Andy Devanney and his grandad Tom Smith

My Grandad, My Hero

by Chloe McLaughlin

Tom Smith

Local Parish Councilor Andy Devanney recalls tales of his inspirational grandad Tom Smith, from his time a minesweeper in World War Two to playing football against Stanley Matthews.

If there’s one man Andy Devanney has always looked up to, it’s his Grandad, Tom Smith. Born in 1916, Tom was a well-known figure around Hapton, Huncoat, Accrington, Padiham and Burnley. A keen sportsman in his younger days, a Royal Navy minesweeper during World War Two and later a popular member of the community taking on roles with Hapton Parish Council and the Bolton branch of the Royal Naval Patrol Service Association, he had a huge impact on the lives of many up until his passing in 2002. Now, after discovering an interview Tom did with the North West Sound Archives, Andy is sharing his memories…

Born in Huncoat as one of five children, Tom met his wife Molly, at ‘The Lodge’ in Hapton. His father was the first ‘normal miner’ to sit on the coal board but as Andy remembers, this caused some problems when a young Tom went for a job.

“He went to get a job at EJ Riley’s, the snooker place in Clayton-Le-Moors, and they told him there wasn’t a job for him at 14 as they had discovered his dad was a union man. He didn’t want to go home until he had a job, so he went and got a job at what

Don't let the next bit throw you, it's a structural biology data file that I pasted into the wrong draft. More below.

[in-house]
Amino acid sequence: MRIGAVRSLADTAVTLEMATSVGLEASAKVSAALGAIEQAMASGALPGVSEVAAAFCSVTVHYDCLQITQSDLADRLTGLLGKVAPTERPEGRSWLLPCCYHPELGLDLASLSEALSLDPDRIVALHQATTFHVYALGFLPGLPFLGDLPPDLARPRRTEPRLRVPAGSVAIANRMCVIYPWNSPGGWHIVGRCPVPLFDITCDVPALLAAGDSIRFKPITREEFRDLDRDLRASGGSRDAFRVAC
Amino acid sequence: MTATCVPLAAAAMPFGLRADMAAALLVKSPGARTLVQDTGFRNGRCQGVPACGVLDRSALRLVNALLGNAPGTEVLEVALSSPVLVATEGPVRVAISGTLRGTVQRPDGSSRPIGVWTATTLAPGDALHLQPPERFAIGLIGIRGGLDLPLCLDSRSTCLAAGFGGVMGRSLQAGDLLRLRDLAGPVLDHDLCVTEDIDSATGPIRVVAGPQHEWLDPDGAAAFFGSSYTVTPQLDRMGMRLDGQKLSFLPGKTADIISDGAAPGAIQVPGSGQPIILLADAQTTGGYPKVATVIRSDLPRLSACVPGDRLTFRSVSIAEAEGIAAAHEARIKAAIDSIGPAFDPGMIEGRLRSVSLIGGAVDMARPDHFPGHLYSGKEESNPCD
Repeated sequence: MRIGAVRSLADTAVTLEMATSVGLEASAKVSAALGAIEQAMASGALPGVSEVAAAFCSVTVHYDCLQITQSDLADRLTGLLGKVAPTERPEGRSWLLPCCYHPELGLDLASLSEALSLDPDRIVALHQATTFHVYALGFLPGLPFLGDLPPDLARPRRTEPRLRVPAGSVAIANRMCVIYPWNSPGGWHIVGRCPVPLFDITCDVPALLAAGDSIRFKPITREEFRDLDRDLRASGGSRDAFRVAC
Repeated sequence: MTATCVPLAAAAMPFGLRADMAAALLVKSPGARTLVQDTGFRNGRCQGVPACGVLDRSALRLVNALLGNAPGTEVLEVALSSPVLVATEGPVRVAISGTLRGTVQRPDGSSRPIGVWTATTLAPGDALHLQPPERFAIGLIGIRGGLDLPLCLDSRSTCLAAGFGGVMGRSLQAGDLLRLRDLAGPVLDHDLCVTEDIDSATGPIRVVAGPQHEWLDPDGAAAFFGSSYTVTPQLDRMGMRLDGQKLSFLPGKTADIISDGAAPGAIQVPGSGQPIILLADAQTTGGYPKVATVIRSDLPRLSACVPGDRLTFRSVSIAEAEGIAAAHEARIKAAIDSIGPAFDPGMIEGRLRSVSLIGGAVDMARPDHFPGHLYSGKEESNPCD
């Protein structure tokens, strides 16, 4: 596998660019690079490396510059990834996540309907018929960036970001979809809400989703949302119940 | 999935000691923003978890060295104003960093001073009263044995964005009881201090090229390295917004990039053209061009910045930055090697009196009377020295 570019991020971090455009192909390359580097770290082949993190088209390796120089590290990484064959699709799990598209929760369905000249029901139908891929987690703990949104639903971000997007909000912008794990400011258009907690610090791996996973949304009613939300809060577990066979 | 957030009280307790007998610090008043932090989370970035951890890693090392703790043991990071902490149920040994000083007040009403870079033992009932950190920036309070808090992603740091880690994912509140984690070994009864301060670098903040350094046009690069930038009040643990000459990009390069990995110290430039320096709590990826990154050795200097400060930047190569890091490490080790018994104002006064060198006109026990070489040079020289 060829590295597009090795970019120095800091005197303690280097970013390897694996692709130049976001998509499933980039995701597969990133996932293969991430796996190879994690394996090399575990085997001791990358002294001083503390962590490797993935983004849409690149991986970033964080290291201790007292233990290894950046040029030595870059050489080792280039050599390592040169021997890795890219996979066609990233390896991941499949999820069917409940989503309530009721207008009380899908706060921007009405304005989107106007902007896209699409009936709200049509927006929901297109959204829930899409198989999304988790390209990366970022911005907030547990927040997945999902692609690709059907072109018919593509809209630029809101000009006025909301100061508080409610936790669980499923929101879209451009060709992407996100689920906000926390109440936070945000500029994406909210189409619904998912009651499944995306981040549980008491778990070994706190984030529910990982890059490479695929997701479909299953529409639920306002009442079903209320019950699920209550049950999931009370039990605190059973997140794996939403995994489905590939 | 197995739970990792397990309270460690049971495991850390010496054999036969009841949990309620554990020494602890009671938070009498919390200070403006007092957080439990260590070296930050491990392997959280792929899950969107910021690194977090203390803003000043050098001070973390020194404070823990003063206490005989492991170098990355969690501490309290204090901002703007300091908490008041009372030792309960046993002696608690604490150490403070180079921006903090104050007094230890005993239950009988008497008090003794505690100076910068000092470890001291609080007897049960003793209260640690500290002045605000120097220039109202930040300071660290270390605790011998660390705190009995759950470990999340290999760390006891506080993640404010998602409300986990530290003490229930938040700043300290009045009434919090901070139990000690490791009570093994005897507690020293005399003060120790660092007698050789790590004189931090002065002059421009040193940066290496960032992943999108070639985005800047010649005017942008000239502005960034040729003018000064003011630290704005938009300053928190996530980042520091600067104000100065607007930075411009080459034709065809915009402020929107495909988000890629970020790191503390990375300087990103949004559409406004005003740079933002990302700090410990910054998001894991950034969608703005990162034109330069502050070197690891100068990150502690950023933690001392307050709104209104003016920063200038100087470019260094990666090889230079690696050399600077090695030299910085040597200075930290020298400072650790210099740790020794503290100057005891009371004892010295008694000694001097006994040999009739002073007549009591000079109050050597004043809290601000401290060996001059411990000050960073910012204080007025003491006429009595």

became Nori Brickworks.”

It’s something Tom himself discussed in an interview with the North West Sound Archives. Tom said: “I daren’t go home, I’d lost my job so I called around.” He continues to explain he got the job at the brickyard. “In winter they didn’t start until half eight, six weeks before Christmas and six weeks after they were on short time. My first wage packet was seven and sevenpence!”

“He also had the chance to play against the legendary Stanley Matthews”

Tom started at the brickworks in 1931 and worked there for 30 years before moving to the glassworks, Mullards, in Simonstone, near Burnley until his retirement. The only time he had off in those 30 years at the brickyard was to serve in the Royal Navy after he was called up in the second draft conscription in 1941 to fight in World War Two.

“He got told when he was conscripted the only thing he had a choice in was where he was going to go. He was told to go in the Navy as he’d always have a bed and a hot meal once a day whereas in the RAF or Army you could be in a ditch or shot down.” Andy recalls, “Some people when they talk about the Navy, they look down on these little ships but wherever big ships went, the little ships had already been as they can’t
go anywhere without them minesweeping. It’s a precarious job that is not well known.”

Tom’s life in the Royal Navy took him to places as far away as India and Ceylon (now Sri Lanka) and he continued to minesweep even after the war had ended for Britain.

“When the war had finished all the mines were still there, so you still had to continue to minesweep, it was 1946 when he returned,” Andy smiles, “he came back on a ship named the Île De France with a full bunch of bananas after passing the bottom of Africa. On the way home everyone was nicking bananas off him, but he still had a few by the time he got home, and my Mum had never seen one. He imported the first
bananas into Hapton… perhaps…”

Prior to joining the forces, Tom has been a local amateur footballer and played for Accrington Stanley and Norwich during the war. One of the stories Andy remembers his Grandad telling him is about a game where Tom was the referee.

“He went to send somebody off and this guy refused to go off so [Tom] abandoned the match. The guy he sent off was the Navy Officer – his boss! My Grandad was like, ‘oh bloody hell!’ but luckily for him he said, ‘what happens on the football pitch, stays on the football pitch!’”